There were a fair amount of fireworks at the Parc des Princes in May when Paris Saint-Germain collected the 2022 Ligue 1 trophy after a 5-0 mauling of Metz. It was a record-equalling 10th top flight crown and their eighth in 10 years.
Before the game, PSG supremo Nasser al-Khelaifi descended from the posh suites to announce the glad tidings that local hero Kylian Mbappe would remain in their parish rather than take his preternatural striking talents to the Santiago Bernabeu in Madrid.
There were pyrotechnics too during the summer. Mauricio Pochettino was rocketed with a heavy pay-off load into a life beyond the Parc des Princes and replaced by the former Lille and Nice boss Christophe Galtier.
He illuminated his unveiling with fiery rhetoric. The heat of it? Prima donnas pull your weight or you will be roasted.
Such blue-collar motivation appears to have been clocked and loaded. PSG annihilated Coupe de France winners Nantes 4-0 to lift the Trophee des Champions - the French Super Cup - last Sunday.
Neymar and Lionel Messi - deemed the targets of Galtier's squint-eyed menace - were both on the scoresheet to give the 55-year-old Frenchman his first piece of silverware since leading Lille to the 2021 Ligue 1 title.
In truth, after Galtier quit the north for the southern charms of Nice, neither party prospered.
Lille, under Jocelyn Gourvennec, muddled around mid table even though there was a muscular surge to the last-16 of the Champions League.
Nice flirted with a finish in the slots for the 2022/23 competition before falling away.
A flaccid performance against Nantes in the Coupe de France final was partly redeemed by a 3-2 victory at Reims on the last day of the season to secure a slot in the Europa Conference League.
Galtier will not be toiling in that third tier competition. That will be for his replacement Lucien Favre.
For Galtier, the glitzy nights in the most vaunted European stadiums will determine his success.
Under the Qatari paymasters at PSG, it is not enough to win the Ligue 1 title such is the obsession with the Champions League.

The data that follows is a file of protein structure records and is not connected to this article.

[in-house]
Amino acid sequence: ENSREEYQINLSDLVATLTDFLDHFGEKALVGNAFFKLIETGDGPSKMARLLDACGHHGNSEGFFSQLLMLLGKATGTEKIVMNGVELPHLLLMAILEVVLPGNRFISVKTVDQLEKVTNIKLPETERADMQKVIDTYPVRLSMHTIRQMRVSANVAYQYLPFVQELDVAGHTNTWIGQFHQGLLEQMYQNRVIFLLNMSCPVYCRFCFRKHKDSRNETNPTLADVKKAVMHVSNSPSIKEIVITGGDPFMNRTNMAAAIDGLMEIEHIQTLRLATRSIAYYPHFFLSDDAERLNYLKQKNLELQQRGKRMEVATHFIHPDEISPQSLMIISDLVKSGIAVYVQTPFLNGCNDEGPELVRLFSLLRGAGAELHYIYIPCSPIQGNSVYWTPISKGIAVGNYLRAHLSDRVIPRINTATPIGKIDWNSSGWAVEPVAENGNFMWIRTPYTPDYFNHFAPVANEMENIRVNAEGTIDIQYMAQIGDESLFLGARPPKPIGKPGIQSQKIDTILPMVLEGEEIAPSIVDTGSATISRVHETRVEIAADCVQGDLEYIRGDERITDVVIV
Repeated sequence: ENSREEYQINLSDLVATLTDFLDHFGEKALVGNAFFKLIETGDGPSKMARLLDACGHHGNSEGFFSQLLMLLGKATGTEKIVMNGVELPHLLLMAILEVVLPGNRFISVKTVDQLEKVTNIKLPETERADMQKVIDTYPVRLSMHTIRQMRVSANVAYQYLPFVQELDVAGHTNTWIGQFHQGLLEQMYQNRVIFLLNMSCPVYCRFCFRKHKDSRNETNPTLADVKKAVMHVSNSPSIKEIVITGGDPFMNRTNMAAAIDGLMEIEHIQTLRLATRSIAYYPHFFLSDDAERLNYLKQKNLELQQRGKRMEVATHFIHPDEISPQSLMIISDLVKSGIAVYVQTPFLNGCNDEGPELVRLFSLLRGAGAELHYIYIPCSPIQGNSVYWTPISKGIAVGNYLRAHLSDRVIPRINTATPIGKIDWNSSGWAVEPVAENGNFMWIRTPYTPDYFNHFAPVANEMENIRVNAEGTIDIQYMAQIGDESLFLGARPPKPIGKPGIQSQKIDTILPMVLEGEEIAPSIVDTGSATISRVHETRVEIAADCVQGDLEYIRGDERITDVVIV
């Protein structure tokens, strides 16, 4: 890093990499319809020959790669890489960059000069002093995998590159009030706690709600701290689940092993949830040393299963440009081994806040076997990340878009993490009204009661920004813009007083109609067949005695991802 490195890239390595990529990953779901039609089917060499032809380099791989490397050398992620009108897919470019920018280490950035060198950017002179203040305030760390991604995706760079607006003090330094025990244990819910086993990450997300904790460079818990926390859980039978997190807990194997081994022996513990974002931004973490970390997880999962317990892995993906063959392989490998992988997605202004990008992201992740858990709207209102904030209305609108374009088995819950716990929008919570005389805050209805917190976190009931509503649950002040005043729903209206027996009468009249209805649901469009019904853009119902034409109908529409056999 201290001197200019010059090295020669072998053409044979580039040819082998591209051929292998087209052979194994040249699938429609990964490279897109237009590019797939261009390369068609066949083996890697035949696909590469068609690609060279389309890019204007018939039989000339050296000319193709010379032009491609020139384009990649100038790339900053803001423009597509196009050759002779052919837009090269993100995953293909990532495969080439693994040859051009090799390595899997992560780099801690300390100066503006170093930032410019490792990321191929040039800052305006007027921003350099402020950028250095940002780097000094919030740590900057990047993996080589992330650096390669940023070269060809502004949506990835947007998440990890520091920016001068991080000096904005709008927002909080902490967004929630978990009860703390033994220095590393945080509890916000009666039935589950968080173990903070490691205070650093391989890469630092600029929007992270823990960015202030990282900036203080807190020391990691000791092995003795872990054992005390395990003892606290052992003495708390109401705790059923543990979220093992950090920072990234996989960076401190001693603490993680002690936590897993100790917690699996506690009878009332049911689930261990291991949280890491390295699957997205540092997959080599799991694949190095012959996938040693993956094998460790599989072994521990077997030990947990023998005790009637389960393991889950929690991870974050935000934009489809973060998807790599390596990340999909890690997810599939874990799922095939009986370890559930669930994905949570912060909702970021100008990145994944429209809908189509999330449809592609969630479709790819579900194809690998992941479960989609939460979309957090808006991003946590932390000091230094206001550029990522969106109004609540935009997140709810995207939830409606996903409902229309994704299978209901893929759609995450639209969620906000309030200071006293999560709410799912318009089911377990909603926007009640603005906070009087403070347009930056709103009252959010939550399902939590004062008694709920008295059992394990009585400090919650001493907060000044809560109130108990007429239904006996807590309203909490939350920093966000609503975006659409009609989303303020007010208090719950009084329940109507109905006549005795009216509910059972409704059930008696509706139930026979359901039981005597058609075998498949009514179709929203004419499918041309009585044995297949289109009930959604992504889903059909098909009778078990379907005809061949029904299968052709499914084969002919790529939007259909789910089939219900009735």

Pochettino delivered the domestic crown but his teams came up short in 2021 and 2022 in European club football's most prestigious tournament.
After reaching the final under Thomas Tuchel in 2020 and going down to Bayern Munich, PSG lost in the semi-final to Manchester City in 2021 and then in 2022 quite abjectly in the last-16 to Real Madrid after leading 2-0 on aggregate.
The new, utilitarian PSG will begin their campaign for a record 11th title at Clermont on Sunday and will be expected to sweep all before them. But if they are to capitulate, it will be done muscularly in the image of the craggy Galtier.
Marseille's new man Igor Tudor should provide some intrigue to proceedings. He arrived in July after the departure of Jorge Sampaoli.
Tudor, who won two Serie A titles with Juventus, took Hellas Verona to 9th place in Serie A last season following notable triumphs over his old club and Atalanta.
At his unveiling, he extolled the virtues of togetherness.
"I want us to play an intense attacking football but obviously we have to be defensively solid," said the 44-year-old Croatian who was Andrea Pirlo's assistant during the Italian's ill-fated year as Juventus boss between 2020 and 2021.
Certain players have confronted Tudor over what they consider to be his medieval approach.
But Marseille supremo Pablo Longoria has told the discontented that the new man has his backing. Hardly the ideal prelude to a season in which Marseille, who entertain Reims on Sunday, are expected to challenge for the Ligue 1 title and make some kind of impact in the Champions League.
By early 2022, the Ligue 1 race had become a matter of when PSG would claim the crown. To their credit Marseille managed to eke out the plot until the end of April. And they held off Monaco's bid for second spot and automatic qualification for the Champions League group stages.
Monaco, who play at Strasbourg on Saturday afternoon, slipped up on Tuesday night when they drew 1-1 at home with PSV Eindhoven in the 3rd qualifying round of the Champions League. The return leg is on Tuesday in the Netherlands.
If they are successful there, they will advance to a play-off round against the Scottish club Rangers or the Belgian outfit Union Saint-Gilloise.
And yet, neither of them are considered viable challengers to PSG for the 2023 title. But then not many sides are.
Lyon, who won seven titles on the trot between 2002 and 2008, launched the Ligue 1 season on Friday night with a feisty encounter against promoted Ajaccio.
Two players were sent off in the game which marked the return after five years at Arsenal of Alexandre Lacazette.
The 31-year-old Frenchman laid on the opener for Tete and scored the second from the penalty spot in the 2-1 victory.
"I'm happy with what I did personally," said Lacazette who has been made skipper by boss Peter Bosz.
"Most of all though, I'm happy with the three points from the victory and we'll continue working hard to be in better shape for the next match."
With Lyon's new backer John Textor seeking results, Lacazette and the gang will be under few illusions about the requirements over the coming season.
However, in view of PSG's resources and depth of talent, the latest instalment of Ligue 1 suggests a quest to be top of the also-rans.